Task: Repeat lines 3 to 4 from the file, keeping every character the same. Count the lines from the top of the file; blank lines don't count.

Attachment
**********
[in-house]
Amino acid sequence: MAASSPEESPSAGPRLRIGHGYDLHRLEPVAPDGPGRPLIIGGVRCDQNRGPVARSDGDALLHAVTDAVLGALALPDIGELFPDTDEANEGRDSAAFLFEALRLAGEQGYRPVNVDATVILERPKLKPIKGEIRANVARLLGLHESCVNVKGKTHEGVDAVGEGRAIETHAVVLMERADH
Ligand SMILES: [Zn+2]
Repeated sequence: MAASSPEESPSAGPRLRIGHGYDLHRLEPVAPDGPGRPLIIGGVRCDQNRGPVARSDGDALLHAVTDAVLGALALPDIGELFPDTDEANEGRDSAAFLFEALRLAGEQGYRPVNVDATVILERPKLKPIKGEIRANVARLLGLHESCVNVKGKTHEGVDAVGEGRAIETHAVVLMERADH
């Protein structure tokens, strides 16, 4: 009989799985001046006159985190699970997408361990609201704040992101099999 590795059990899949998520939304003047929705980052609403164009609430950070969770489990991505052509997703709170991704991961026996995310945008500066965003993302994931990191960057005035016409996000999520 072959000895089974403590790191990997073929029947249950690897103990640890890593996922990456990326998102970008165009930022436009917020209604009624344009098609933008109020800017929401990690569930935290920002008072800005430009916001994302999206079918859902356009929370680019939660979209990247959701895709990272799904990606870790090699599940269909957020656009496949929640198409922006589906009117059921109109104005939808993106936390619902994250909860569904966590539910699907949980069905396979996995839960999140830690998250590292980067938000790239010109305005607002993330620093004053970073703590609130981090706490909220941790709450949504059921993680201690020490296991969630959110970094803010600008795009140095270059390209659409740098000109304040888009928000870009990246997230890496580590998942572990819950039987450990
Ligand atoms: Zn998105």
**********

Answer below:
Ligand SMILES: [Zn+2]
Repeated sequence: MAASSPEESPSAGPRLRIGHGYDLHRLEPVAPDGPGRPLIIGGVRCDQNRGPVARSDGDALLHAVTDAVLGALALPDIGELFPDTDEANEGRDSAAFLFEALRLAGEQGYRPVNVDATVILERPKLKPIKGEIRANVARLLGLHESCVNVKGKTHEGVDAVGEGRAIETHAVVLMERADH